Guest Op-Ed: Solar for all-Building a more equitable energy system


Harnessing sunshine to save on electricity is a powerful thing for families living paycheck to paycheck. But, for many, solar and other renewable energy options historically haven’t been on the table, due to cost or lack of access.

New York’s recently announced ‘shared renewables’ policy moves us closer to changing that, allowing families or businesses that cannot put solar on their roof to band together and reap the benefits of renewable energy. We need to ensure that this promise is fulfilled for the neediest New Yorkers.

Those who stand to benefit most from lower-cost solar energy are families struggling to make ends meet. Burdened with some of the highest fossil fuels electricity rates in the U.S., growing numbers of New Yorkers are forced to choose between paying their utility bills, putting food on their tables or taking care of health care needs. Nearly 277,000 households saw their electricity service cut off last year for nonpayment.

With innovating financing options, it is now possible for some homeowners install rooftop solar panels and save on electricity bills from day one. Yet, most disadvantaged families in New York City are renters who do not control their roofs. Even for low-income homeowners out there, solar financing options typically require a good credit history, disqualifying many.

New York’s newly approved shared renewables program is changing that by empowering millions of homes and businesses to plug into the sun for the first time. Renters, families and businesses in multi-unit buildings, and homeowners with shaded roofs will soon be able to be part of a shared solar project located somewhere else in their community and receive credit on their utility bill for the clean power produced — much as if those panels were on their own roof. Notably, the program will prioritize applications for projects where one-fifth of the members are low-income households.

Now that we have the policy, we need action. We cannot let this opportunity pass us by to build a more equitable energy system.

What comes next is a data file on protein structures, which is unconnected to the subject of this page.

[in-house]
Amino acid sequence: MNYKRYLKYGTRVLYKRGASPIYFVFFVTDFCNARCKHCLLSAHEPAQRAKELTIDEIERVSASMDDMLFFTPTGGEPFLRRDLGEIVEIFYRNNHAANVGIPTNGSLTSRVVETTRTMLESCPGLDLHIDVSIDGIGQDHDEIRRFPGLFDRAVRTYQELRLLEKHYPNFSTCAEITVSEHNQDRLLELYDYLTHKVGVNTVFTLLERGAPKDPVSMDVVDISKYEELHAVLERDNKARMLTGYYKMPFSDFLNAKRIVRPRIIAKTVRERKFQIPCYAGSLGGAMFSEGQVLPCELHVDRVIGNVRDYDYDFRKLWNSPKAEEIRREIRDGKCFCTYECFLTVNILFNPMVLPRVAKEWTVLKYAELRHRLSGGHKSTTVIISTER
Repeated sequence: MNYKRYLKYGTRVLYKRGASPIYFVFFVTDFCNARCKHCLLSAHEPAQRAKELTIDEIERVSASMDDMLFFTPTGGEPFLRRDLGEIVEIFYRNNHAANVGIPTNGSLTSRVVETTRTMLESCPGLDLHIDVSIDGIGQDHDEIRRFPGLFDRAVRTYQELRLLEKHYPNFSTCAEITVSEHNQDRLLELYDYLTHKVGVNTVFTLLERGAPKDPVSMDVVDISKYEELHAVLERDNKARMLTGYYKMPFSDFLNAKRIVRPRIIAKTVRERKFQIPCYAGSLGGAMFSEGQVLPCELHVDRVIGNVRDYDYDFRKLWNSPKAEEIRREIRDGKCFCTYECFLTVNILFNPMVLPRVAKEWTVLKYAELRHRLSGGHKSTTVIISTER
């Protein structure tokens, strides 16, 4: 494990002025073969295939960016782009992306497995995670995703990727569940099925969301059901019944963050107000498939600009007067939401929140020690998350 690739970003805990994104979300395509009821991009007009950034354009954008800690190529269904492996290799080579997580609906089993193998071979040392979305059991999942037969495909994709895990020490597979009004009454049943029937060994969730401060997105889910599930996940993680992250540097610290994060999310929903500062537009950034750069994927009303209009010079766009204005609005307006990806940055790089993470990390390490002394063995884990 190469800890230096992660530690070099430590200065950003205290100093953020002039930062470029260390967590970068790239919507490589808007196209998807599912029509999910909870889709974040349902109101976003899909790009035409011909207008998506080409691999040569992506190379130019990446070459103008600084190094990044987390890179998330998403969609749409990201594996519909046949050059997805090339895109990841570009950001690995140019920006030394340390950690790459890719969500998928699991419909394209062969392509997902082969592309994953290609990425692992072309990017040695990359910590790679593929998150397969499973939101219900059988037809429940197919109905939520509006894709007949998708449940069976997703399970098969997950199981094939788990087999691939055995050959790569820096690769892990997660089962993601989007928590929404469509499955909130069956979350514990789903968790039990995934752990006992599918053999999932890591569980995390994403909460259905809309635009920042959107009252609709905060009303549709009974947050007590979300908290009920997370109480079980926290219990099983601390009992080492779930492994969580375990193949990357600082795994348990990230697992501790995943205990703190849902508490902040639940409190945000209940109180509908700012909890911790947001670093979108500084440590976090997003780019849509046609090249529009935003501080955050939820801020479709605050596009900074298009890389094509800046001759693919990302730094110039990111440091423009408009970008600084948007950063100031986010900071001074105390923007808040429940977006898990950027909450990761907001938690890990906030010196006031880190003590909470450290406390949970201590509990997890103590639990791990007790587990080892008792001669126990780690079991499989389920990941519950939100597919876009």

In Brooklyn, we’re moving quickly to bring this policy into reality, starting with our Renewable and Sustainable Energy Taskforce (ReSET). For example, in Sunset Park, two local non-profit organizations – UPROSE and Solar One – are coming together to help local low-income families save on energy bills with pollution-free sunshine.

Sunset Park has historically faced disproportionate environmental and health burdens including five out-of-date power plants, a sludge transfer facility, a bus depot and dozens of brownfield sites. Emissions from traditional power plants are a quiet scourge in neighborhoods like it nationwide: causing sickness, taking lives, and contributing to cycles of poverty in communities that can least afford it. Emergency room visits for pollution-related asthma are five times more frequent in our poorest neighborhoods compared to their affluent counterparts.

Now, in one of these impacted neighborhoods, solar is being put in the hands of families who have the most to gain from a transition to affordable, renewable energy. Their shared solar project will provide lower cost electricity and create an opportunity for local working-class families to directly plug in.

In order to really transform our energy system, we need projects like this in every neighborhood. We need local organizations to step up and organize these projects. We need solar experts to be partners and make sure these projects serve disadvantaged families. We need policymakers to follow through on their promise to create mechanisms that make shared solar work for low-income households, including those who are unable to pay upfront costs or meet traditional credit requirements.

A renewable energy revolution that does not allow for participation from the entire community is incomplete. This new policy is a necessary first step towards renewable energy for all. As we march toward a clean energy system, let us not miss this opportunity to build an energy democracy that empowers every member of our communities to thrive.

Leave a Reply

You must be logged in to post a comment.